The 13th century saw the birth of modern Salisbury as, alongside the cathedral, the city was laid out in a grid pattern, with six streets running north to south and five east to west: the squares formed at the intersection of these streets were known as ‘chequers’ and are still in evidence today. At this time the town was granted its first Royal Charter, allowing it to hold a weekly market and an annual fair, and the cathedral was finished in 1258.
Salisbury grew steadily, predominantly trading off the sheep which roamed the local Salisbury Plains. So much so, that by the 15th century about a third of the workforce were in the wool trade; it was the city’s main industry and Salisbury was amongst the foremost cloth-making centres in the country, with a striped cloth known as Salisbury Ray sold throughout England.
Clay pipes, cutlery and lace-making became popular trades in the 17th and 18th centuries, and around this time Salisbury was proving a popular stopping-off point for stagecoaches on the busy Exeter-to-London route.
In 1852, Salisbury showed its creative spirit by being the first city to hold a provincial Great Exhibition, following London’s great success the year before: several thousand visitors came to the town and tourism was by now of growing importance, fuelled by a direct railway link from London.
And as we entered the 21st century, Salisbury’s population had grown to nearly 50,000, with much of its wealth coming from tourism. I think Bishop Poore, when he laid out his town plan nearly 800 years ago, would have been mighty proud of how Salisbury turned out.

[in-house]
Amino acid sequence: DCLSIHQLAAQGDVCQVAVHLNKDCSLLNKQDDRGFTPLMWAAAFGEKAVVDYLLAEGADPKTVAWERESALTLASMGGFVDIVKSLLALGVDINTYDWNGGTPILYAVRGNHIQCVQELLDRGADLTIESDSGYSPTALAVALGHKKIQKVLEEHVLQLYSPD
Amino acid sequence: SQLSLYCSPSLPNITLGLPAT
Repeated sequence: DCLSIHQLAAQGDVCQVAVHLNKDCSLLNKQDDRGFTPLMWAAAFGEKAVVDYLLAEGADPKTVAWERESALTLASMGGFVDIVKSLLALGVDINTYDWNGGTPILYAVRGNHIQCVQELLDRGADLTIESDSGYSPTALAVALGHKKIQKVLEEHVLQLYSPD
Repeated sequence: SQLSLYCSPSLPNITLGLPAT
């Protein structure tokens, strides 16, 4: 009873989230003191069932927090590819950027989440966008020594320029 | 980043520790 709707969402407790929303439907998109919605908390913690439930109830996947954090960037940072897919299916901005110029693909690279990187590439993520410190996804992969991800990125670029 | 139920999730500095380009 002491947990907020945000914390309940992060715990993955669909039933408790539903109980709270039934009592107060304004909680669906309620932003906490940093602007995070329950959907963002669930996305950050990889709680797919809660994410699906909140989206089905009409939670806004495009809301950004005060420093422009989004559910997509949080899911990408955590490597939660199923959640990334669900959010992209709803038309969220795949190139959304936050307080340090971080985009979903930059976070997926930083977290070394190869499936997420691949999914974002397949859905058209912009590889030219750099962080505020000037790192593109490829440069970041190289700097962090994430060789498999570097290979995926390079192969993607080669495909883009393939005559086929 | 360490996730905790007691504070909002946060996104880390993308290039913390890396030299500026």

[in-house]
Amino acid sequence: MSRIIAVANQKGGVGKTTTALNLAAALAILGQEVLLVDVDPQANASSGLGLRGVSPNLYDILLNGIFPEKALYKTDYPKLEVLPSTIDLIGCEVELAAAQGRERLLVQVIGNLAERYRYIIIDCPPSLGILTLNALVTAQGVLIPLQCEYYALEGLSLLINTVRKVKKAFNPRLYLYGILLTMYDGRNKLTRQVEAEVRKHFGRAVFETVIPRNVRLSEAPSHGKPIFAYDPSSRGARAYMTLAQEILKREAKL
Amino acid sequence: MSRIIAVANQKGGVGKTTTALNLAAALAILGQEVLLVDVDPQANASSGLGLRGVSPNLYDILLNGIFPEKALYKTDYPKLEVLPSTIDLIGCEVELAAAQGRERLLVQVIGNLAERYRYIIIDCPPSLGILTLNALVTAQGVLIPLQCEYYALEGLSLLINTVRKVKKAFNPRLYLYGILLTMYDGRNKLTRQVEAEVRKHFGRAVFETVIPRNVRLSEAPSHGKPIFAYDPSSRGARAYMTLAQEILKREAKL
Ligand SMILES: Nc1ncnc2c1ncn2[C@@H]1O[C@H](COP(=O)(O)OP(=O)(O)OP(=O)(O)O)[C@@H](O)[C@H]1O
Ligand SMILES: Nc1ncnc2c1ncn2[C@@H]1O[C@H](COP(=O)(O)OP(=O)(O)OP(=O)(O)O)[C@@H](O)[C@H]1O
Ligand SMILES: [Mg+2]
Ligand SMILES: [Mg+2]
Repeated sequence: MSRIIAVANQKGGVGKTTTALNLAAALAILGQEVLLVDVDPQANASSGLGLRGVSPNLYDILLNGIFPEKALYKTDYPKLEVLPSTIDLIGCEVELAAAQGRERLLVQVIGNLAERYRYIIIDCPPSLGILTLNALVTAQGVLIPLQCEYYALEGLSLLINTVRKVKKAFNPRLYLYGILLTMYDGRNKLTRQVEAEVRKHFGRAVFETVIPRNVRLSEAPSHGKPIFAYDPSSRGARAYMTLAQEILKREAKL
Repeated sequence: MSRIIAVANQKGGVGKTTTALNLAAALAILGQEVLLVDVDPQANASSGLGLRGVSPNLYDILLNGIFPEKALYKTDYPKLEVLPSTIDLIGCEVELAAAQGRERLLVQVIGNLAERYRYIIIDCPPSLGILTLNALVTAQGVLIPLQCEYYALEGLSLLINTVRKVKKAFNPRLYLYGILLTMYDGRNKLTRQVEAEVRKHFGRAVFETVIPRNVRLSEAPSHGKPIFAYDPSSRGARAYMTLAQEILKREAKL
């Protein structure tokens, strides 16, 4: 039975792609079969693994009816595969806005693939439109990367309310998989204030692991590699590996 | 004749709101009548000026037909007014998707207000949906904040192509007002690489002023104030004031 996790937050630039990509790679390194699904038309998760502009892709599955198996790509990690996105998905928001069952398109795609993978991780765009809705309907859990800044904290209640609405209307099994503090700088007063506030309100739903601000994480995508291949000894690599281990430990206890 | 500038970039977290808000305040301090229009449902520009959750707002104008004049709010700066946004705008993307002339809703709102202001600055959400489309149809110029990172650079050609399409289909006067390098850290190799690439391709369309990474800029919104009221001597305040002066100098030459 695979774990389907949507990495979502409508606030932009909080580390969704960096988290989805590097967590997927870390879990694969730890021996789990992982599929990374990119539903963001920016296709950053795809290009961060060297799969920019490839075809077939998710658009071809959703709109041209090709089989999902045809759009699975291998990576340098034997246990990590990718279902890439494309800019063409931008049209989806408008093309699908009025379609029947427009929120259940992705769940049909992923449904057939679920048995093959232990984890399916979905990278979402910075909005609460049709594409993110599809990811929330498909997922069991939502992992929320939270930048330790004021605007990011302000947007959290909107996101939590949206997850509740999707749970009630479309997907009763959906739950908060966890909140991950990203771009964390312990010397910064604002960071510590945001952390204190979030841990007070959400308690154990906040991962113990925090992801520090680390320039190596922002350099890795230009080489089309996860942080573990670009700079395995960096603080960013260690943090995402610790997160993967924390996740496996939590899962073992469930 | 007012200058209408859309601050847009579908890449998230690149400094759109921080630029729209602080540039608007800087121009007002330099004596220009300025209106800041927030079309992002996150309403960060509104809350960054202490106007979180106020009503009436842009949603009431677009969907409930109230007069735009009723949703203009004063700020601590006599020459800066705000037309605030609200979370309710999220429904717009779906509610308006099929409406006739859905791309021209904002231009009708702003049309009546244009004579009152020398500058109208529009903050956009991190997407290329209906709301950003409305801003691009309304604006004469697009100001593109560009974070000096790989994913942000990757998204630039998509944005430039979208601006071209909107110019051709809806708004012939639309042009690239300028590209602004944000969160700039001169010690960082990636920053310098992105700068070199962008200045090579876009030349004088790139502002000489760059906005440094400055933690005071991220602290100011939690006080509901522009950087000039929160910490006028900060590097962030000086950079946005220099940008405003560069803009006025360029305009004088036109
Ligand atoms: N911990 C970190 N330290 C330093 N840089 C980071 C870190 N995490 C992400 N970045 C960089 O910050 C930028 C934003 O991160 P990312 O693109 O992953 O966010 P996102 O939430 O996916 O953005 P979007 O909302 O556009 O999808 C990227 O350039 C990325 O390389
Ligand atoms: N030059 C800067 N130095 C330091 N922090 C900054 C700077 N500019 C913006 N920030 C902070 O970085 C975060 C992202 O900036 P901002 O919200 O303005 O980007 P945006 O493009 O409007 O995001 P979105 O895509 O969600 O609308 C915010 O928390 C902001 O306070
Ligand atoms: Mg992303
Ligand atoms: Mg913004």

How to experience Salisbury

Start at Stonehenge – and to experience it in all its glory get there early in the morning. Then, down the A345, you’ll come across the huge Iron Age hill fort that marks where Old Sarum stood. The views are stunning from here as you look down on the new city and cathedral; there are even wooden bows and arrows for sale if you want to imagine what life was like back then.
Once you’re done, head south to Salisbury itself. It’s a compact city to get around and many of the shops are housed in attractive half-timbered buildings, but it’s probably best to get your bearings and start at the Poultry Cross on Butcher Row, the last remaining of four market crosses in the city and dating back to the 15th century. From here turn down Queen Street, where you’ll pass the Cross Keys Mall, which includes a 14th century building with an original Jacobean staircase.
At the end of this is Winchester Street, which is great for smaller, independent shops, and Blue Boar Row, leading on to the city’s famous Market Place, site of the twice-weekly market which has been held for the past 800 years. Also on this road you’ll find the statue of local lad Henry Fawcett, who, as Postmaster General, founded the parcel post and  invented postal orders.Over the road you’ll see Debenhams and a little blue plaque which marks the execution in 1483 of the second Duke of Buckingham – his ghost is said to haunt the building now, so watch out in the dressing rooms...